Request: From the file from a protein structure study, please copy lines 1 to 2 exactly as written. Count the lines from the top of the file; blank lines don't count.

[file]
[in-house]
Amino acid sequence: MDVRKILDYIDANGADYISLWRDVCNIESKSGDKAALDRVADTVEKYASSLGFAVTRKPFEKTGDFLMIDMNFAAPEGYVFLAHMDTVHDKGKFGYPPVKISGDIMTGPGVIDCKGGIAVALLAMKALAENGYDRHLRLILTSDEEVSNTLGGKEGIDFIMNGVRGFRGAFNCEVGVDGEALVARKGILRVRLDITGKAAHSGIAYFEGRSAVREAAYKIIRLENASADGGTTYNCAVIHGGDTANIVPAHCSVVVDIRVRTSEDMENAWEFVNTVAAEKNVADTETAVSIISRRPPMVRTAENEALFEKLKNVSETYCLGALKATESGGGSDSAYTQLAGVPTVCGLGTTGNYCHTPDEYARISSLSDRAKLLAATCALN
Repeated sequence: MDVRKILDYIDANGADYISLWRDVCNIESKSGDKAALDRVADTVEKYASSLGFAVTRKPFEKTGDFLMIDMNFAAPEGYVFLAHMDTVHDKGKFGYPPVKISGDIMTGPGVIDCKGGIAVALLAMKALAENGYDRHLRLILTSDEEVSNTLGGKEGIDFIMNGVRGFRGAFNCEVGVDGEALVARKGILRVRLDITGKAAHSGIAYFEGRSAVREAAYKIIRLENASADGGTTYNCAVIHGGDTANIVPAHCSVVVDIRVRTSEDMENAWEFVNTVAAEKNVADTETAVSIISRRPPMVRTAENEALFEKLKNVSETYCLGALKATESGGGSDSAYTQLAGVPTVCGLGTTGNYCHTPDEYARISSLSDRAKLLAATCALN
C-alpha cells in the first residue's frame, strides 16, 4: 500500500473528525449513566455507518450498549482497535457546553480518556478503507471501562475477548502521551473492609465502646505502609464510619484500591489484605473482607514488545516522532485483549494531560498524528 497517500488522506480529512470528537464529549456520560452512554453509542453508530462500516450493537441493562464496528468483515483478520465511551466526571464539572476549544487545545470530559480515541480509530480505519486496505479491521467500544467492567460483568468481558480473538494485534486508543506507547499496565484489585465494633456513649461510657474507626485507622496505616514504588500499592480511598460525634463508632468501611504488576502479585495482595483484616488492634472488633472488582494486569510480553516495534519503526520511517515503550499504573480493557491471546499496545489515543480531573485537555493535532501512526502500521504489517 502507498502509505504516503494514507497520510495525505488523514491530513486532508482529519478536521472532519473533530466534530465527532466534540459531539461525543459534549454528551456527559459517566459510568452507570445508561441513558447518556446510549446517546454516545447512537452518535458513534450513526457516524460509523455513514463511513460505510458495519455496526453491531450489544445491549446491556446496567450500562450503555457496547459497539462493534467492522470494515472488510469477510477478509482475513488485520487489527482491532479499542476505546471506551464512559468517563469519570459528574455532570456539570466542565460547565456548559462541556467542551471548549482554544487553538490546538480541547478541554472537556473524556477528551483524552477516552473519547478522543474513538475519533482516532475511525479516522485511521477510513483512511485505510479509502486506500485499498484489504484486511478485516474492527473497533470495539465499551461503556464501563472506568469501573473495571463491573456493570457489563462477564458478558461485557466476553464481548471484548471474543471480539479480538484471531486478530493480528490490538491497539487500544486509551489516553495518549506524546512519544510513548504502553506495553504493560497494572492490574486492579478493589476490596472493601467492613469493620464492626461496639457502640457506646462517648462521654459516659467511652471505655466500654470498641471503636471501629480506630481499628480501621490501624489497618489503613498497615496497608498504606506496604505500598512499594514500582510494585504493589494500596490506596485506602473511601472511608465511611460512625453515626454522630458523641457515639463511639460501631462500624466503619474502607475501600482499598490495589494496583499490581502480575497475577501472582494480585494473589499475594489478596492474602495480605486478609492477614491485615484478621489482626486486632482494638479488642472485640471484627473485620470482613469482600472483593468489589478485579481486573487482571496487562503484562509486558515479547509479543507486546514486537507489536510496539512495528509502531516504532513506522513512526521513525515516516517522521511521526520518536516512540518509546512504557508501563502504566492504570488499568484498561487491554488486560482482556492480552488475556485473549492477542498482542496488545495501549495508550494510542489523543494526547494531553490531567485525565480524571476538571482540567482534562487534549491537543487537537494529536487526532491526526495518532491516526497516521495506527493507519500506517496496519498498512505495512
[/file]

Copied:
[in-house]
Amino acid sequence: MDVRKILDYIDANGADYISLWRDVCNIESKSGDKAALDRVADTVEKYASSLGFAVTRKPFEKTGDFLMIDMNFAAPEGYVFLAHMDTVHDKGKFGYPPVKISGDIMTGPGVIDCKGGIAVALLAMKALAENGYDRHLRLILTSDEEVSNTLGGKEGIDFIMNGVRGFRGAFNCEVGVDGEALVARKGILRVRLDITGKAAHSGIAYFEGRSAVREAAYKIIRLENASADGGTTYNCAVIHGGDTANIVPAHCSVVVDIRVRTSEDMENAWEFVNTVAAEKNVADTETAVSIISRRPPMVRTAENEALFEKLKNVSETYCLGALKATESGGGSDSAYTQLAGVPTVCGLGTTGNYCHTPDEYARISSLSDRAKLLAATCALN